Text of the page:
Would you let this woman keep her dead husband's sperm?

Illustration for article titled Would you let this woman keep her dead husbands sperm?

In February 2012, Beth Warren's husband Warren Brewer died of a brain tumor. His sperm was stored in 2005, prior to radiotherapy, and Brewer made it clear that his wife could use the samples following his death. Now, legal regulations could prevent Warren from using the samples to conceive a child, should she choose to do so later than 2015.


According to the BBC, the situation stands to renew the debate over the ethics of posthumous conception, and it should. In 2009, regulations were created that would allow Warren's husband's dying consent to expire. As it stands, the law threatens to tread on Warren's right to choose if and when to conceive a child with her departed husband's sperm – a decision, she says, she cannot make lightly.

She's right, of course. The decision to bear children is obviously a huge decision in and of itself – but so, says Warren, is opting to bring children into the world who will never meet their father. That she should be required to make either of these decisions so soon after her husband's parting is outrageous.


"I cannot make that choice now and need more time to build my life back," said Warren. "I may never go ahead with treatment but I want to have the freedom to decide once I am no longer grieving."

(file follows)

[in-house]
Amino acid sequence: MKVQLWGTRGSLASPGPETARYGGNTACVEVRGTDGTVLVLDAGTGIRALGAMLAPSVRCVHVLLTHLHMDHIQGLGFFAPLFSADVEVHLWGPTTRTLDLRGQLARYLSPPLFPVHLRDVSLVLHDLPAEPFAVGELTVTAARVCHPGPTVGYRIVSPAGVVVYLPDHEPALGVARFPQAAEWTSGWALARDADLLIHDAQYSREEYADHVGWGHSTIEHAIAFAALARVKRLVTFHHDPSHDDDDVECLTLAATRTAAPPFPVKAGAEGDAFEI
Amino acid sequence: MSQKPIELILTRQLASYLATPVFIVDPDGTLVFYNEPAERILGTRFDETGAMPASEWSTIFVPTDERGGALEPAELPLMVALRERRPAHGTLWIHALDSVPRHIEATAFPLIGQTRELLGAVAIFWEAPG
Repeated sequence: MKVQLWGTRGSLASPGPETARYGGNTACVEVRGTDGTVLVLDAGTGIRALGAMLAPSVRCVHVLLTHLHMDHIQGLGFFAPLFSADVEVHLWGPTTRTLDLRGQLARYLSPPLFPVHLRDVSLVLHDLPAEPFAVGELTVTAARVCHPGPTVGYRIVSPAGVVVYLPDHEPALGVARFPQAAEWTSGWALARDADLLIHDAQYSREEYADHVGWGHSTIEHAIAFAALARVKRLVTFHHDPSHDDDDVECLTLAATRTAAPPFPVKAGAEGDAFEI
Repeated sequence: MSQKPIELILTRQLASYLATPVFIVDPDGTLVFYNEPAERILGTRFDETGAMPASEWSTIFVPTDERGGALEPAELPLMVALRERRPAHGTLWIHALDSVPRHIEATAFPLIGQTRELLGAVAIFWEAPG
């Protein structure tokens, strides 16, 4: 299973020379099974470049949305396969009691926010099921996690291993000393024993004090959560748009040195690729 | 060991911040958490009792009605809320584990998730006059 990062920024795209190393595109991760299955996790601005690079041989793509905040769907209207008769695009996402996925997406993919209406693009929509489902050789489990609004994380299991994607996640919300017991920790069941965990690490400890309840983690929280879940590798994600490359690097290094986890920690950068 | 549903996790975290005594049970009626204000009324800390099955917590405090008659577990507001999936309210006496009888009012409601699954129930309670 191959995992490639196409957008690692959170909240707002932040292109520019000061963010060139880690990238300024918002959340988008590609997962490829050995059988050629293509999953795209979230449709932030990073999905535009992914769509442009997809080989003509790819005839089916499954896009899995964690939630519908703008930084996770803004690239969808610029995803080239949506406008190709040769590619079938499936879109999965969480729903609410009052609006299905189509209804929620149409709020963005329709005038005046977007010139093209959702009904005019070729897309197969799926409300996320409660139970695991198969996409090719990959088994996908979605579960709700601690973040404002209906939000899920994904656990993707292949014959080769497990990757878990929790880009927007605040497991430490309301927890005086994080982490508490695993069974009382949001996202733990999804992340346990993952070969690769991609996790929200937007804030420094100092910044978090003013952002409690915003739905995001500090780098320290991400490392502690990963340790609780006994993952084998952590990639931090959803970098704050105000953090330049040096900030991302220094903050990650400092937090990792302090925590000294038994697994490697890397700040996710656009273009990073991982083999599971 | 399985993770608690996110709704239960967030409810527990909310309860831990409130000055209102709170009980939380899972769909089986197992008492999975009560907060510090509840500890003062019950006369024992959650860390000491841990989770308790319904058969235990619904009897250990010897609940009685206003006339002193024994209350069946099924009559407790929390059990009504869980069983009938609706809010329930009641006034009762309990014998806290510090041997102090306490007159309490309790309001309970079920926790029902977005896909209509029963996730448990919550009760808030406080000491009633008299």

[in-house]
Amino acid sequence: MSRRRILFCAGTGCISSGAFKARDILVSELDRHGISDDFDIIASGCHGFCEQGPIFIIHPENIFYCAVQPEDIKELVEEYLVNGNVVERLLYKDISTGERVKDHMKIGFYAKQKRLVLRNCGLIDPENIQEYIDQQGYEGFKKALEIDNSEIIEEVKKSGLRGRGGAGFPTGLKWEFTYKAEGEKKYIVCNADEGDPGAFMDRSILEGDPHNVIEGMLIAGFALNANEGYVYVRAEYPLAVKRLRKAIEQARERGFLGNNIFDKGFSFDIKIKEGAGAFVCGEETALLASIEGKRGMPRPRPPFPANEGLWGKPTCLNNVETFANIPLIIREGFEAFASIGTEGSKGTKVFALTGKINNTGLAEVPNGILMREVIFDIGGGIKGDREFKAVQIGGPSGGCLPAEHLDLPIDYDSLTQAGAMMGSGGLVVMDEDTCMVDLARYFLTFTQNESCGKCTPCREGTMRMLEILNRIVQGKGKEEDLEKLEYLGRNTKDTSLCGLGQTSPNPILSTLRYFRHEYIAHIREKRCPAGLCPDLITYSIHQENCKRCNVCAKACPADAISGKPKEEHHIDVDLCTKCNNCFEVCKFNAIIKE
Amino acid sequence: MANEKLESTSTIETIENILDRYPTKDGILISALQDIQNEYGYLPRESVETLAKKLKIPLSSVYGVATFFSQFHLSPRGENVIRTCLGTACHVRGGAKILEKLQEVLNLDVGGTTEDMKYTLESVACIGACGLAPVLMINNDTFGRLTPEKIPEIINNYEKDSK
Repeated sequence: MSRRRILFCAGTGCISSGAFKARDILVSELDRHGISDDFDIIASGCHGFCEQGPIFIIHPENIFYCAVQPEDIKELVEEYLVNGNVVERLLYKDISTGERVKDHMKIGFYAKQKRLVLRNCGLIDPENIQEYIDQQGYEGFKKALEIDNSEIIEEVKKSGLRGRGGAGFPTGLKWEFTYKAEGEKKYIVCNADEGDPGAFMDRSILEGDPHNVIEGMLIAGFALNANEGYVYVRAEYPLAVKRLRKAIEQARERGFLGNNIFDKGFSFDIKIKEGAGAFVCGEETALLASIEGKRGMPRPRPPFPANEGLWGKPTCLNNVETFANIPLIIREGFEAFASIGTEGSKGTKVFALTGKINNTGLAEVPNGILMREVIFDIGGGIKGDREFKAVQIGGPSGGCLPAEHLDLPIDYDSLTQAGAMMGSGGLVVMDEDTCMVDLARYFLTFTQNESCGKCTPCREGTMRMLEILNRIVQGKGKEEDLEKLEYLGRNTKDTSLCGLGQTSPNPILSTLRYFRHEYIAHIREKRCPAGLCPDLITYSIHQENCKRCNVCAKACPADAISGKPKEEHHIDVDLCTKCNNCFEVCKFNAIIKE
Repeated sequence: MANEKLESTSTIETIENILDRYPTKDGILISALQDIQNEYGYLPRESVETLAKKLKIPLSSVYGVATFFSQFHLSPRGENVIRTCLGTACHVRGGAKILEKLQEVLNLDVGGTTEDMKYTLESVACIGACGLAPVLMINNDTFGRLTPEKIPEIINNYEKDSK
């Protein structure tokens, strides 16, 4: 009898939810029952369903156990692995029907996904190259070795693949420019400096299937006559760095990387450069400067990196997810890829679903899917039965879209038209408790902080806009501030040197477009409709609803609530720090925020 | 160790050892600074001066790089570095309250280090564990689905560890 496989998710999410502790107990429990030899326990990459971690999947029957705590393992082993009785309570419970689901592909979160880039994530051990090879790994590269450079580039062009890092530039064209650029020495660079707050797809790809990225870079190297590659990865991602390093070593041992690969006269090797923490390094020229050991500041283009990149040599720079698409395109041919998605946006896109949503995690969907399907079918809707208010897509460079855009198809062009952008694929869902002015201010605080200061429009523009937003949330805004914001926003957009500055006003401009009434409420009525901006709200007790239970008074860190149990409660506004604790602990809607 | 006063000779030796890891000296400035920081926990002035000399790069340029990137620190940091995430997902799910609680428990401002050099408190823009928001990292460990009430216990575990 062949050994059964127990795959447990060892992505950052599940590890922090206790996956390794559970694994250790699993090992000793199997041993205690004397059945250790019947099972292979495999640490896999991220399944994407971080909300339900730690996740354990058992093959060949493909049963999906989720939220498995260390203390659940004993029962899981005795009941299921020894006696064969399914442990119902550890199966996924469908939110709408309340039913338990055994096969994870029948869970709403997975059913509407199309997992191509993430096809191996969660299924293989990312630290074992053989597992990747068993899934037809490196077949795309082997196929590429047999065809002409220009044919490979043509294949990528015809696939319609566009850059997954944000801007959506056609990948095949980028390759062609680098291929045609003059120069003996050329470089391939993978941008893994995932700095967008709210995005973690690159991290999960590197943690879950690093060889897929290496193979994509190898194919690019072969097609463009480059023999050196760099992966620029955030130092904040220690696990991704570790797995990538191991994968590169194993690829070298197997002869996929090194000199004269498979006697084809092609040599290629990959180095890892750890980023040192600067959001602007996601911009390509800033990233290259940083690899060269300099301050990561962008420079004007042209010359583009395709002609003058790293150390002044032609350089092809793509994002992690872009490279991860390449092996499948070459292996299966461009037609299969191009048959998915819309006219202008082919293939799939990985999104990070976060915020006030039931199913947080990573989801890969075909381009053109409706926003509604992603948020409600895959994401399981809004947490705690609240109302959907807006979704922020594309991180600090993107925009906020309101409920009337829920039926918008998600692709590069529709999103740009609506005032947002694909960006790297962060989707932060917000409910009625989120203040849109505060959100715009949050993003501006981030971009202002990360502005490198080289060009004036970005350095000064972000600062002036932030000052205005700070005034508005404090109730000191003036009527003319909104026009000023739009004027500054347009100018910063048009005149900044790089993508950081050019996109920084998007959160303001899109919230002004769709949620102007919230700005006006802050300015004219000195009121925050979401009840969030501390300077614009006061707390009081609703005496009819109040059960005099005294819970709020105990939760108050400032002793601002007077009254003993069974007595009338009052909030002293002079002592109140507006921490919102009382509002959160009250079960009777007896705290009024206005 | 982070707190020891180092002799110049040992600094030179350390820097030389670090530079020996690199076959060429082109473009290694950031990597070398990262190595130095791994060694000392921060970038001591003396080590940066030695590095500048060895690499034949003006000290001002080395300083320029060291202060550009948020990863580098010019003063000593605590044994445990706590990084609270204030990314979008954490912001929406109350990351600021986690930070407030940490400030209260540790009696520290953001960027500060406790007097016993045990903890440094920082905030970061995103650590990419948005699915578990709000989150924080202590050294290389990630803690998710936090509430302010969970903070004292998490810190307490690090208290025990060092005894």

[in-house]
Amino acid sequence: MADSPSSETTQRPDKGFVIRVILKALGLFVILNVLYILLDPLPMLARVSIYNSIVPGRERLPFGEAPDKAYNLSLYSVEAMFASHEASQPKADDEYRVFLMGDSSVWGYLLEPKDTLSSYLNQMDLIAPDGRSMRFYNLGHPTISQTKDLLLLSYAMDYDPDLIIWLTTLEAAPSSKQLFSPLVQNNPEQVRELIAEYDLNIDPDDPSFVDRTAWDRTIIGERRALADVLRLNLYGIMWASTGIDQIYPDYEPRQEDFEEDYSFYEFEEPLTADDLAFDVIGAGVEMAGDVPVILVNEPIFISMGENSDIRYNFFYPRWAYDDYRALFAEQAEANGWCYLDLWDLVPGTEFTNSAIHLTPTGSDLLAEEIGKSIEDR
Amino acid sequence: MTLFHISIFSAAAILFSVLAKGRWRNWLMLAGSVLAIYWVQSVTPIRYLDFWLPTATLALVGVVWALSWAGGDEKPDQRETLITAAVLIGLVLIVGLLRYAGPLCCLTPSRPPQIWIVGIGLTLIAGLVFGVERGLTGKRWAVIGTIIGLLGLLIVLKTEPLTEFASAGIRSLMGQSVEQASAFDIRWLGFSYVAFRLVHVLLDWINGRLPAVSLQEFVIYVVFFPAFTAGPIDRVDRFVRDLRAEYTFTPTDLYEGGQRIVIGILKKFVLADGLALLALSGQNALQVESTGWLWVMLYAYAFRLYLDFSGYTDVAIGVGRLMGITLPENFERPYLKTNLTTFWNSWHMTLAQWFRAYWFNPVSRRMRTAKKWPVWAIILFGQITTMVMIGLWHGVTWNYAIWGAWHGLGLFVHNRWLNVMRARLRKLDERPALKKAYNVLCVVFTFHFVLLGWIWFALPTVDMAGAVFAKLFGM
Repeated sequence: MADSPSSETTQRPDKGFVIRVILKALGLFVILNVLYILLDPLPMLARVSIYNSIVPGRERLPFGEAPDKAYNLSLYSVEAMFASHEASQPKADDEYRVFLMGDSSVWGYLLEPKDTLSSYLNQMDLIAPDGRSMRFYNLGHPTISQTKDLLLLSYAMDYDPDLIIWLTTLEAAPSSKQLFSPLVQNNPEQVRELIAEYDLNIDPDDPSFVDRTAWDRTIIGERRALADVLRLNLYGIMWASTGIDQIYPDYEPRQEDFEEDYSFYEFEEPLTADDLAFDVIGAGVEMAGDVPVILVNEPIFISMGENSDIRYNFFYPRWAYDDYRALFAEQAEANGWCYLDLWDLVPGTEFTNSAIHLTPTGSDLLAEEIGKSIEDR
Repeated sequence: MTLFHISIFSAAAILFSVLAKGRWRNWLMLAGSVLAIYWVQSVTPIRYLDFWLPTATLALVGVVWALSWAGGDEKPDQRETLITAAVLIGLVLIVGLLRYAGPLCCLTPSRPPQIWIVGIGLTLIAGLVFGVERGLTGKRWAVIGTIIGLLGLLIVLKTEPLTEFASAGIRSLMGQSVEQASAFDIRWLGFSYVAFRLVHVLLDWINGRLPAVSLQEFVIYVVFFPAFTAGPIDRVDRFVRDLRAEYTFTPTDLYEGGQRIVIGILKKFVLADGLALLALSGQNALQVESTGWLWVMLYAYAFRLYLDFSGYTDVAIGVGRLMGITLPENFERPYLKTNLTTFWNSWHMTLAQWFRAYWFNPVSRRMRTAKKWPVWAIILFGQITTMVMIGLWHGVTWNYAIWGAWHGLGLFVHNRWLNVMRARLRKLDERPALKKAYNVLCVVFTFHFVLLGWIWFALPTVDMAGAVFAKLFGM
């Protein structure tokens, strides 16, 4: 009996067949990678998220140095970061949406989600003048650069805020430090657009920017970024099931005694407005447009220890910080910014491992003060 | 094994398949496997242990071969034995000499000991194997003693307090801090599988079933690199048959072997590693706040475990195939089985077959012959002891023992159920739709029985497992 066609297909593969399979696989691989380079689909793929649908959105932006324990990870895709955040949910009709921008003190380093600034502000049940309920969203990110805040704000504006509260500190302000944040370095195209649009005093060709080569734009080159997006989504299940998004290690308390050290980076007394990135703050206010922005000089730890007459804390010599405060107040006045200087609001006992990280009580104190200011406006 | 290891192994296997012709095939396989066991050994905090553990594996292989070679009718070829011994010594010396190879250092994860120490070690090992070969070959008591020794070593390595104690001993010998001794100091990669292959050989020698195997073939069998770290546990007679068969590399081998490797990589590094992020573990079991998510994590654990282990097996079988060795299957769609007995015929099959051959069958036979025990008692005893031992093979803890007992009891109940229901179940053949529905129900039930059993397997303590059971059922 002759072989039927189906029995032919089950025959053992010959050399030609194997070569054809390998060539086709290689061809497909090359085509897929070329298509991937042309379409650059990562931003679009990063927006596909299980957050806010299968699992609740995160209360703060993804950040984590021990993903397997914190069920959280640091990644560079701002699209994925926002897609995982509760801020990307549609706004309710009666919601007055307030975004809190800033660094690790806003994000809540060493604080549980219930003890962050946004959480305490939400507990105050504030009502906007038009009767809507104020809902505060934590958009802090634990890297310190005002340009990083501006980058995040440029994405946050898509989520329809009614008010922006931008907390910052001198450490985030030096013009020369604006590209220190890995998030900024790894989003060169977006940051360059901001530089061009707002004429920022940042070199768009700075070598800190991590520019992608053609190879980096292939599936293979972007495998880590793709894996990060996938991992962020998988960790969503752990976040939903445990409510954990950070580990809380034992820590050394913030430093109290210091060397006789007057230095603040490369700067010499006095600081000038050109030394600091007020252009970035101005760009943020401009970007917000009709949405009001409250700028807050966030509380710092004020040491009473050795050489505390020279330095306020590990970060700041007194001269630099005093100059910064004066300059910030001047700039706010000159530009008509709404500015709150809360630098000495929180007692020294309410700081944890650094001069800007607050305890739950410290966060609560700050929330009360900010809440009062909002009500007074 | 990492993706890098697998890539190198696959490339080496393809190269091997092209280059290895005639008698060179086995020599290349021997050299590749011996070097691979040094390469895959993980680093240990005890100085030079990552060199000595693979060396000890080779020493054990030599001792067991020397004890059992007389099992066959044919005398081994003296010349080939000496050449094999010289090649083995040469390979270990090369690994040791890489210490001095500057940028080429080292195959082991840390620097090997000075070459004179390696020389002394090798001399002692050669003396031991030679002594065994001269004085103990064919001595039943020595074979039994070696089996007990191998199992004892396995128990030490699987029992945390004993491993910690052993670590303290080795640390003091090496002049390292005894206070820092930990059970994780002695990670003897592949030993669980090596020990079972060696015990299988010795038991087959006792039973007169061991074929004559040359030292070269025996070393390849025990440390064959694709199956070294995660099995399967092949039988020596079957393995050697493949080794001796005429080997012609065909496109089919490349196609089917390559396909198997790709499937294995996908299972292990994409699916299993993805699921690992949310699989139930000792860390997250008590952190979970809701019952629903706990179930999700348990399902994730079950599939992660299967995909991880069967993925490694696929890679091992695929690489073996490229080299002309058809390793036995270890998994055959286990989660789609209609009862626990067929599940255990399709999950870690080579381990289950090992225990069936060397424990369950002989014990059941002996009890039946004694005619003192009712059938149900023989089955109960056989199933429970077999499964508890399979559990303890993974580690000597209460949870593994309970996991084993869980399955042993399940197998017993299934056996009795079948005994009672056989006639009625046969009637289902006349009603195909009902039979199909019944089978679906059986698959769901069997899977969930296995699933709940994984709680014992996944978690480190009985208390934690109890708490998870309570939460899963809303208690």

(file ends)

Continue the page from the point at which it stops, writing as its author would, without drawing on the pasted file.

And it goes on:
A statement from the UK's Human Fertilisation and Embryology Authority fertility regulator acknowledges the ridiculousness of Warren's situation, but claims the law is unambiguous about the matter:

The HFEA has every sympathy with Mrs Warren and the tragic circumstance in which she finds herself.

We have been in discussions with Mrs Warren's solicitors for some time and each time new information has been presented to us, we have reconsidered the legal situation in as responsive a way as possible.

However, the law on the storage of gametes is clear and the HFEA has no discretion to extend the storage period beyond that to which her husband gave written consent.

The case will be heard in 2014 by a judge from the Family Division of the High Court.

More at the BBC.

Top image via Shutterstock.


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A regulation was created to place an expiration date on a dead man's last will and testament? To what end? Who is protected by such a measure?

This is a cover-your-ass move by the medical community, right? Likely due to the uncertainties about birth and developmental defects following conception using freezer-burned sperm.

The Government and Medical Community's conception of "bioethics" is infuriating. It's almost always biased by self-preservation in the face of paranoia regarding the dissatisfied and litigious.